United States District Court

Northern District Of Illinois

Local Rules

LR83.58.4. Misconduct

(a) A lawyer shall not:

(1) violate or attempt to violate these rules;

(2) induce another to engage in conduct, or give assistance to another’s conduct, when the lawyer knows that conduct will violate these rules;

(3) commit a criminal act that reflects adversely on the lawyer’s honesty, trustworthiness or fitness as a lawyer in other respects;

(4) engage in conduct involving dishonesty, fraud, deceit or misrepresentation;

(5) engage in conduct that is prejudicial to the administration of justice;

(6) state or imply an ability to influence improperly any tribunal, legislative body, government agency or official;

(7) assist a judge or judicial officer in conduct that the lawyer knows is a violation of the Code of Judicial Conduct; or

(8) avoid in bad faith the repayment of an education loan guaranteed by the Illinois Student Assistance Commission or other governmental entity (the lawful discharge of an education loan in a bankruptcy proceeding shall not constitute bad faith under this rule, but the discharge shall not preclude a review of the attorney’s conduct to determine if it constitutes bad faith).

(b) A lawyer who holds public office shall not:

(1) use that office to obtain, or attempt to obtain, a special advantage in a legislative matter for a client under circumstances where the lawyer knows or reasonably should know that such action is not in the public interest;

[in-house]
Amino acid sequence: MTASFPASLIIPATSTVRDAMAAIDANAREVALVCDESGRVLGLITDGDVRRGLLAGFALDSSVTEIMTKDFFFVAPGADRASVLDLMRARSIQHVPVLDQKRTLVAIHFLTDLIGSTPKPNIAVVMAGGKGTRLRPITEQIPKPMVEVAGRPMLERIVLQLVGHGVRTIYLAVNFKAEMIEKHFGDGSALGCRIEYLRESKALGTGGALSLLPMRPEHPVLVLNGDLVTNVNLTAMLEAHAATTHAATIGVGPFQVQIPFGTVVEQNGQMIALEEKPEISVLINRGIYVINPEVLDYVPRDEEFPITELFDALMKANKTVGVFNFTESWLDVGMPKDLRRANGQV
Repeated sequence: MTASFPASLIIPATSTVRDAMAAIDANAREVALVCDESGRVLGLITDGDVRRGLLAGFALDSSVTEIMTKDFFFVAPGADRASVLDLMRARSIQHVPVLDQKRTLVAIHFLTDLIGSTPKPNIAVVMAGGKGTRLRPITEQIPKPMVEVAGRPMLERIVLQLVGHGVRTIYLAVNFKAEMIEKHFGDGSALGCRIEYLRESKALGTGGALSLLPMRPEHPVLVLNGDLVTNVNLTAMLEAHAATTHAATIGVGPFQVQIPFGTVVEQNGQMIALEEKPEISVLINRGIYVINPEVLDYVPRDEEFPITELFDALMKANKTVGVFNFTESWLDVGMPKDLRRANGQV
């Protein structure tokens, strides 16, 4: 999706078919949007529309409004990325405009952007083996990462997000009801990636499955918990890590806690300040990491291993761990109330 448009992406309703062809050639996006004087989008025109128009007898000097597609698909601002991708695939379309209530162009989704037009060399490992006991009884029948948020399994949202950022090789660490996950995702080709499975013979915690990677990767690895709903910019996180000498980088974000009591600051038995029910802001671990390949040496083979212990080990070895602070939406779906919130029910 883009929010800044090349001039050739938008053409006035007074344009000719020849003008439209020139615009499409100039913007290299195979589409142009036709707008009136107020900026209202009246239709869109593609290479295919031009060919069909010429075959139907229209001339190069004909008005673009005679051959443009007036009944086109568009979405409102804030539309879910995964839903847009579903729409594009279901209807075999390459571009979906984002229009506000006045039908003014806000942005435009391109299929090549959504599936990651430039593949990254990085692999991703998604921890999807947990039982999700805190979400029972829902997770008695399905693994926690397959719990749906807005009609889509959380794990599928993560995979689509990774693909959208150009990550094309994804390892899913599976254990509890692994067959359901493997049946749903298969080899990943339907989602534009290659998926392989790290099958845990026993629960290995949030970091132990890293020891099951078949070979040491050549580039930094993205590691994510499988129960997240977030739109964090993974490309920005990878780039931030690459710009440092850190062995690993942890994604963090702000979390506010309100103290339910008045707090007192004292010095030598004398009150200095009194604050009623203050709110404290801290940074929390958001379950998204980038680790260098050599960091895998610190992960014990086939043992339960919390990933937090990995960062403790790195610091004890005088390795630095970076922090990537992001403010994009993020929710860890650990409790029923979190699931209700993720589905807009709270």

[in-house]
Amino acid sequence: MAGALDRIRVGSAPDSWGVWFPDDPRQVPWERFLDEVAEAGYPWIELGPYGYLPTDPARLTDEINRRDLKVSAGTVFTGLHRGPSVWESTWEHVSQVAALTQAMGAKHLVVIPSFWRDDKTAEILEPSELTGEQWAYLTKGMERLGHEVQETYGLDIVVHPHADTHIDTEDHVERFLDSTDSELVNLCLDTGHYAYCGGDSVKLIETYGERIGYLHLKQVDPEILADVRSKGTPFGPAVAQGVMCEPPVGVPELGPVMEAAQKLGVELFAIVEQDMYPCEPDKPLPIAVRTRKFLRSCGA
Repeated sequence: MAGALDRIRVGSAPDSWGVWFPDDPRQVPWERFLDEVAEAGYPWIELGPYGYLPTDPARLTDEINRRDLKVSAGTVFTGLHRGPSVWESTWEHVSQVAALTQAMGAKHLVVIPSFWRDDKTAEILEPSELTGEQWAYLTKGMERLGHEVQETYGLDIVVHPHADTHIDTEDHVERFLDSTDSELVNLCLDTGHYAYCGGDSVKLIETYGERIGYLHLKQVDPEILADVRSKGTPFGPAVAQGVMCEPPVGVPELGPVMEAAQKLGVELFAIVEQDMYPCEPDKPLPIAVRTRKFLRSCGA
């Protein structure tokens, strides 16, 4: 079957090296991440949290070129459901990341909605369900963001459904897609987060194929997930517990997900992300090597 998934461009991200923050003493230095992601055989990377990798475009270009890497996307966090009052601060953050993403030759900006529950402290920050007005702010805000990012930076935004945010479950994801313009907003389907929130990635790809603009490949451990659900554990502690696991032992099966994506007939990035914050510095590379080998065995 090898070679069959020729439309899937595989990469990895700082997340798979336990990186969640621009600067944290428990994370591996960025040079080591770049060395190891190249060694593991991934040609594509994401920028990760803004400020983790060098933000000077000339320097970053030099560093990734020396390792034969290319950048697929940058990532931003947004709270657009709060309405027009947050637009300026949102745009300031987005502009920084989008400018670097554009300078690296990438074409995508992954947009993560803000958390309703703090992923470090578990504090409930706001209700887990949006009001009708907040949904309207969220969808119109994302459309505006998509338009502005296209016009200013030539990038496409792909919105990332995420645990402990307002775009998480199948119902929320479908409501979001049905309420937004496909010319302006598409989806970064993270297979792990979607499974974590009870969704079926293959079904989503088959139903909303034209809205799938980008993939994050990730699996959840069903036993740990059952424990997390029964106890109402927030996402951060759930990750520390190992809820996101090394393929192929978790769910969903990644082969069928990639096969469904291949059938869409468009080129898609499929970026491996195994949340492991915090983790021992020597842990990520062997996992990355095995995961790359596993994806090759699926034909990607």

(2) use that office to influence, or attempt to influence, a tribunal to act in favor of a client; or

(3) represent any client, including a municipal corporation or other public body, in the promotion or defeat of legislative or other proposals pending before the public body of which such lawyer is a member or by which such lawyer in employed.

(c) A lawyer who holds public office may accept political campaign contributions as permitted by law.

Committee Comment. Many kinds of illegal conduct reflect adversely on fitness to practice law, such as offenses involving fraud and the offense of willful failure to file an income tax return. However, some kinds of offense carry no such implication. Traditionally, the distinction was drawn in terms of offenses involving “moral turpitude.” That concept can be construed to include offenses concerning some matters of personal morality, such as adultery and comparable offenses, that have no specific connection to fitness for the practice of law. Although a lawyer is personally answerable to the entire criminal law, a lawyer should be professionally answerable only for offenses that indicate lack of those characteristics relevant to law practice. Offenses involving violence, dishonesty, breach of trust, or serious interference with the administration of justice are in that category. A pattern of repeated offenses, even ones of minor significance, when considered separately, can indicate indifference to legal obligation.

A lawyer may refuse to comply with an obligation imposed by law upon a good faith belief that no valid obligation exists. The provisions of LR83.51.2(d) concerning a good faith challenge to the validity, scope, meaning or application of the law apply to challenges of legal regulation of the practice of law.

Lawyers holding public office assume legal responsibilities going beyond those of other citizens. A lawyer’s abuse of public office can suggest an inability to fulfill the professional role of attorney. The same is true of abuse of positions of private trust such as trustee, executor, administrator, guardian, agent and officer, director or manager of a corporation or other organization.